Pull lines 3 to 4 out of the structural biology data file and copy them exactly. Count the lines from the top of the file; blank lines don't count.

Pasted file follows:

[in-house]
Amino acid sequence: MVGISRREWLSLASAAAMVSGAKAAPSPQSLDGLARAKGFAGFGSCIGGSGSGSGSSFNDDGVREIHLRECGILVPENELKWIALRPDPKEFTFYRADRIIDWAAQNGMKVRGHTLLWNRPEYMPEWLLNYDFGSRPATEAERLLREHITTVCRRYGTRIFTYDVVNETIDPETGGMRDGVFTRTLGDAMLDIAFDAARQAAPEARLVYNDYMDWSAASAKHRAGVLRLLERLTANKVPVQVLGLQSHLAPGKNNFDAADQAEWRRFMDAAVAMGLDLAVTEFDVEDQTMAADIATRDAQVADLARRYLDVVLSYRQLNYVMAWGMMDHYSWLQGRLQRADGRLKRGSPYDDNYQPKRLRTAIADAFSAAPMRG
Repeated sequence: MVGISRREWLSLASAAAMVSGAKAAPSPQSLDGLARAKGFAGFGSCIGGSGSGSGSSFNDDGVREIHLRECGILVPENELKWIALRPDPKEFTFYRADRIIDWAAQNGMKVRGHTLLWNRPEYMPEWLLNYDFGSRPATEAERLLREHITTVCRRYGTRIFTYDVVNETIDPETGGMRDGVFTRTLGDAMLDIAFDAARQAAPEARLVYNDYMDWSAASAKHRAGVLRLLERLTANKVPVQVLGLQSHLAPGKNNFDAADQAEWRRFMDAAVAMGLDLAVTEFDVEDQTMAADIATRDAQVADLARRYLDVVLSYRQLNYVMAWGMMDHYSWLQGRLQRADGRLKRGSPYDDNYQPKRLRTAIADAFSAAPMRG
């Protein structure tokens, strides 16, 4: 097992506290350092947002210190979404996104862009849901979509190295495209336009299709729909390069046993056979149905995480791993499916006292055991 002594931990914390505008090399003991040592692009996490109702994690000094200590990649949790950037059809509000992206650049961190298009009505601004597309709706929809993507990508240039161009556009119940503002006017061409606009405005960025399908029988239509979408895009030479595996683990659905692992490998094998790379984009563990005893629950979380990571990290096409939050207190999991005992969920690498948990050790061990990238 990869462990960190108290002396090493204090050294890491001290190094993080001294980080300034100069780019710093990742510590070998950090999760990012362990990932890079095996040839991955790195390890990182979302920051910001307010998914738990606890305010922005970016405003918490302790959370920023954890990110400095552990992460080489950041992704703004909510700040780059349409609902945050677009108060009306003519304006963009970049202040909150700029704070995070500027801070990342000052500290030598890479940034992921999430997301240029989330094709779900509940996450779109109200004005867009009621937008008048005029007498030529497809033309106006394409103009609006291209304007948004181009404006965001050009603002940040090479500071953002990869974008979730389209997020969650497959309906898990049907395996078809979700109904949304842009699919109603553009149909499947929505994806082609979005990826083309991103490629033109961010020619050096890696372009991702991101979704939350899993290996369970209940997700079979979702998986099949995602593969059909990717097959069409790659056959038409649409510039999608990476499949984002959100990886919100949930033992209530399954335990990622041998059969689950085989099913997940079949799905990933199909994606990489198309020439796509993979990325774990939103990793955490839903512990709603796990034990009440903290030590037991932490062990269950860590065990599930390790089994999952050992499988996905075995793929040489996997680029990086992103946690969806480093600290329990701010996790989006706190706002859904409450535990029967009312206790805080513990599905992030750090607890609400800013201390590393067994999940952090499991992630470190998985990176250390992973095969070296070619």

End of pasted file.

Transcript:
Repeated sequence: MVGISRREWLSLASAAAMVSGAKAAPSPQSLDGLARAKGFAGFGSCIGGSGSGSGSSFNDDGVREIHLRECGILVPENELKWIALRPDPKEFTFYRADRIIDWAAQNGMKVRGHTLLWNRPEYMPEWLLNYDFGSRPATEAERLLREHITTVCRRYGTRIFTYDVVNETIDPETGGMRDGVFTRTLGDAMLDIAFDAARQAAPEARLVYNDYMDWSAASAKHRAGVLRLLERLTANKVPVQVLGLQSHLAPGKNNFDAADQAEWRRFMDAAVAMGLDLAVTEFDVEDQTMAADIATRDAQVADLARRYLDVVLSYRQLNYVMAWGMMDHYSWLQGRLQRADGRLKRGSPYDDNYQPKRLRTAIADAFSAAPMRG
């Protein structure tokens, strides 16, 4: 097992506290350092947002210190979404996104862009849901979509190295495209336009299709729909390069046993056979149905995480791993499916006292055991 002594931990914390505008090399003991040592692009996490109702994690000094200590990649949790950037059809509000992206650049961190298009009505601004597309709706929809993507990508240039161009556009119940503002006017061409606009405005960025399908029988239509979408895009030479595996683990659905692992490998094998790379984009563990005893629950979380990571990290096409939050207190999991005992969920690498948990050790061990990238 990869462990960190108290002396090493204090050294890491001290190094993080001294980080300034100069780019710093990742510590070998950090999760990012362990990932890079095996040839991955790195390890990182979302920051910001307010998914738990606890305010922005970016405003918490302790959370920023954890990110400095552990992460080489950041992704703004909510700040780059349409609902945050677009108060009306003519304006963009970049202040909150700029704070995070500027801070990342000052500290030598890479940034992921999430997301240029989330094709779900509940996450779109109200004005867009009621937008008048005029007498030529497809033309106006394409103009609006291209304007948004181009404006965001050009603002940040090479500071953002990869974008979730389209997020969650497959309906898990049907395996078809979700109904949304842009699919109603553009149909499947929505994806082609979005990826083309991103490629033109961010020619050096890696372009991702991101979704939350899993290996369970209940997700079979979702998986099949995602593969059909990717097959069409790659056959038409649409510039999608990476499949984002959100990886919100949930033992209530399954335990990622041998059969689950085989099913997940079949799905990933199909994606990489198309020439796509993979990325774990939103990793955490839903512990709603796990034990009440903290030590037991932490062990269950860590065990599930390790089994999952050992499988996905075995793929040489996997680029990086992103946690969806480093600290329990701010996790989006706190706002859904409450535990029967009312206790805080513990599905992030750090607890609400800013201390590393067994999940952090499991992630470190998985990176250390992973095969070296070619």